Unfortunately, the popularity of Southern rock was starting to fade by the early 1980s, the success of 38 Special being a rare exception. The Outlaws released Los Hombres Malo (Spanish for "The Bad Men") in 1982, and it was the Florida band's last studio album for Arista. By this time, the band had been whittled down to a quartet, so it lost its classic three-guitar attack. Vocalist/guitarist Hughie Thomasson, vocalist/guitarist Freddie Salem, bass guitarist/vocalist Rick Cua, and drummer David Dix still put up a decent fight on Los Hombres Malo, but cracks in the armor were beginning to show. The hard rock edge Salem brought to the Outlaws is still evident on "Don't Stop," the rumbling leadoff track. Thomasson's "Foxtail Lilly" is another example of a buoyantly melodic tune with a fierce outro jam -- something of an Outlaws trademark. "Rebel Girl" is easygoing, album-oriented rock (AOR). Salem's "Goodbye" is clean and pop-oriented, but the Outlaws' country/cowboy roots and image appear in the form of Jesse James-oriented lyrics and Thomasson's banjo licks. "Back From Eternity" relies heavily on tempo changes, distinctive guitar parts, and Cua's bass melody. Country-pop is the best description of "Won't Come out of the Rain." Los Hombres Malo has respectable moments, but the clear sign the Outlaws were headed for trouble is the use of several outside songwriters such as Jim Peterik and Sammy Hagar. Only two reasons cause this practice: The record company wants hit singles, or the band is running out of gas creatively, sometimes a combination of both. The Outlaws broke up after Los Hombres Malo but reunited -- with original vocalist/guitarist Henry Paul back on board -- and released Soldiers of Fortune four years later.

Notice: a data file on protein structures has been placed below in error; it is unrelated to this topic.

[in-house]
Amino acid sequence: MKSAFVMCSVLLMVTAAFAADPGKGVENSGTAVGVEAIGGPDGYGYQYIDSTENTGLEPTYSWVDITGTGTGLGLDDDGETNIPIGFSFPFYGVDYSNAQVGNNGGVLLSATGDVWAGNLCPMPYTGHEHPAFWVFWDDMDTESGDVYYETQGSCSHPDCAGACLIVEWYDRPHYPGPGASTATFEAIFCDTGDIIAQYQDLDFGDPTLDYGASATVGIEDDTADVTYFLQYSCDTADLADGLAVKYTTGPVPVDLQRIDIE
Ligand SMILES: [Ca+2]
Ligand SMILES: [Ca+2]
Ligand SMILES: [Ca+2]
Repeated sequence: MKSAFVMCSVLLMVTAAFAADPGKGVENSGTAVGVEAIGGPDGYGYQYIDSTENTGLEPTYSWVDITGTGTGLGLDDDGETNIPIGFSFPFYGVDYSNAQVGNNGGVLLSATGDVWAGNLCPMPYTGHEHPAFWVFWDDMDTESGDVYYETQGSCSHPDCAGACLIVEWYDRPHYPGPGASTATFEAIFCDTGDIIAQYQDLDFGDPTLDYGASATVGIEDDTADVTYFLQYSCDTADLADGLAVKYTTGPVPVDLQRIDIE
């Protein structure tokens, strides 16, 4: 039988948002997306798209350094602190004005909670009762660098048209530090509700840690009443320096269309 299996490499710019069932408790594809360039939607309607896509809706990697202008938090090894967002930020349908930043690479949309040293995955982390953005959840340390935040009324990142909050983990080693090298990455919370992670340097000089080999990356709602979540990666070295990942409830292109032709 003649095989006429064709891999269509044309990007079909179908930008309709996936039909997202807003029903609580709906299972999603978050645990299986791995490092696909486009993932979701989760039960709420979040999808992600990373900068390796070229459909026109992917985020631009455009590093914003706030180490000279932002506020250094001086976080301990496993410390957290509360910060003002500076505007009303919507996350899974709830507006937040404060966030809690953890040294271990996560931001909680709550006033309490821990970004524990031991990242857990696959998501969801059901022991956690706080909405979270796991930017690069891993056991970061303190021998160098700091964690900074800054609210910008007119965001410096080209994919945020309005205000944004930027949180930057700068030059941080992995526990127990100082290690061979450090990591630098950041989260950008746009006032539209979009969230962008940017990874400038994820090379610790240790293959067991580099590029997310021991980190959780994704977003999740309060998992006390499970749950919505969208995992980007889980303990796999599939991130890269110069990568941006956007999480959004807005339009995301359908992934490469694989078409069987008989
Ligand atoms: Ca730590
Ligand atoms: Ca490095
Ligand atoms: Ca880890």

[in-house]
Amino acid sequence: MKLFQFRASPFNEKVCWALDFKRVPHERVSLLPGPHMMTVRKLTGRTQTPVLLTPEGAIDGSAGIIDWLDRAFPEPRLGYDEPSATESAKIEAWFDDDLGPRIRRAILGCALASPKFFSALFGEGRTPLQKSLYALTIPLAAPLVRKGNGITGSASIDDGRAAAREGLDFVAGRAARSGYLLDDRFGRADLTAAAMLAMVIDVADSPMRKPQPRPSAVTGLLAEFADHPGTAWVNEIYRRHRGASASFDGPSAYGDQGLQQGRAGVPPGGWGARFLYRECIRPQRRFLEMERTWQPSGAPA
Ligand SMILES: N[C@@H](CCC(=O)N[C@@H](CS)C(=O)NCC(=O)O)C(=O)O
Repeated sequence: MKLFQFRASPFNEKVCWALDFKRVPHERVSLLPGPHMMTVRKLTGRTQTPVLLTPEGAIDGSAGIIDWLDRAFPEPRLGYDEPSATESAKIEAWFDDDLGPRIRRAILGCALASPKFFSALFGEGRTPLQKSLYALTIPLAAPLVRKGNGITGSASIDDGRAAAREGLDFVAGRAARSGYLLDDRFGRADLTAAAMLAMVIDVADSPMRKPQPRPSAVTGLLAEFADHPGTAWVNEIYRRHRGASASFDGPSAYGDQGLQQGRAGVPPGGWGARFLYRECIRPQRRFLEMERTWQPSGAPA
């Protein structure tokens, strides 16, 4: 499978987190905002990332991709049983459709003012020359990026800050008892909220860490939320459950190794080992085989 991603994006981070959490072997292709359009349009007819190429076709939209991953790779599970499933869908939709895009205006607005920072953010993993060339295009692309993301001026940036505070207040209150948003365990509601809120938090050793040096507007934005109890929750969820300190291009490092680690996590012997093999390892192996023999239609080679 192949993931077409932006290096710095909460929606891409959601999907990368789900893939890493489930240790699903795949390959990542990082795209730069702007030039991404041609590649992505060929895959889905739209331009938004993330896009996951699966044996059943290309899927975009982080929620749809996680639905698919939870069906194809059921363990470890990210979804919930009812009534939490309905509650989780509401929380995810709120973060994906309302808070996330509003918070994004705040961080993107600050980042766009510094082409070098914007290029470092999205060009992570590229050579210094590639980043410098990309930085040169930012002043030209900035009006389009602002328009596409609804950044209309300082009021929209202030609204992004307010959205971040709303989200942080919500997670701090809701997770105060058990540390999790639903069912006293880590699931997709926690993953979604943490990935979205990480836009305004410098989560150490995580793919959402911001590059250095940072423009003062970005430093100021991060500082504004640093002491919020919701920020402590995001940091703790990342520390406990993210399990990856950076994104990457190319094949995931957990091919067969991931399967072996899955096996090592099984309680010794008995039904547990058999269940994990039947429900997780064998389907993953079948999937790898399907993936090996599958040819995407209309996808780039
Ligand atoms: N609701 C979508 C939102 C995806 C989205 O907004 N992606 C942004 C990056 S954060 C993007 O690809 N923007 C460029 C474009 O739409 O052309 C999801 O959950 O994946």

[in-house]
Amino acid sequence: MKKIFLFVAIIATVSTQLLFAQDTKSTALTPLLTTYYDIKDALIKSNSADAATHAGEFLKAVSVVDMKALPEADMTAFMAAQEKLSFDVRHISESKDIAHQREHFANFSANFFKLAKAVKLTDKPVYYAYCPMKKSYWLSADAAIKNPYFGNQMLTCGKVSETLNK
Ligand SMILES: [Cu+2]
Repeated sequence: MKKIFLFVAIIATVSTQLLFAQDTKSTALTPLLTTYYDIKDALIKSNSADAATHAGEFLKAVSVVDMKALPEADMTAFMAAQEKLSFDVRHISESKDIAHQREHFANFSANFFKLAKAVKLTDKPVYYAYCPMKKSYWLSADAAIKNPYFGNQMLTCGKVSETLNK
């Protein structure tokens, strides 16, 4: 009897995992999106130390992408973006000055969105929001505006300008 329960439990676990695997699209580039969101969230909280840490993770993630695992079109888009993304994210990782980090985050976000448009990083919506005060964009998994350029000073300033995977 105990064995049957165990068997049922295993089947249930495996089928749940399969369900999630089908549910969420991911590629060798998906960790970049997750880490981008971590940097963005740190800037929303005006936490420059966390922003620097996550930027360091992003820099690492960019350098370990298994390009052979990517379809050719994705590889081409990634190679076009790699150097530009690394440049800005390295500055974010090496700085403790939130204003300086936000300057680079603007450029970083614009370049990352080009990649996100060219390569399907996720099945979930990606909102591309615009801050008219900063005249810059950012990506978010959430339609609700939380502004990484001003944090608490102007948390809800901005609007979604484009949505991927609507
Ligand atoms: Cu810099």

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AllMusic Review by Bret Adams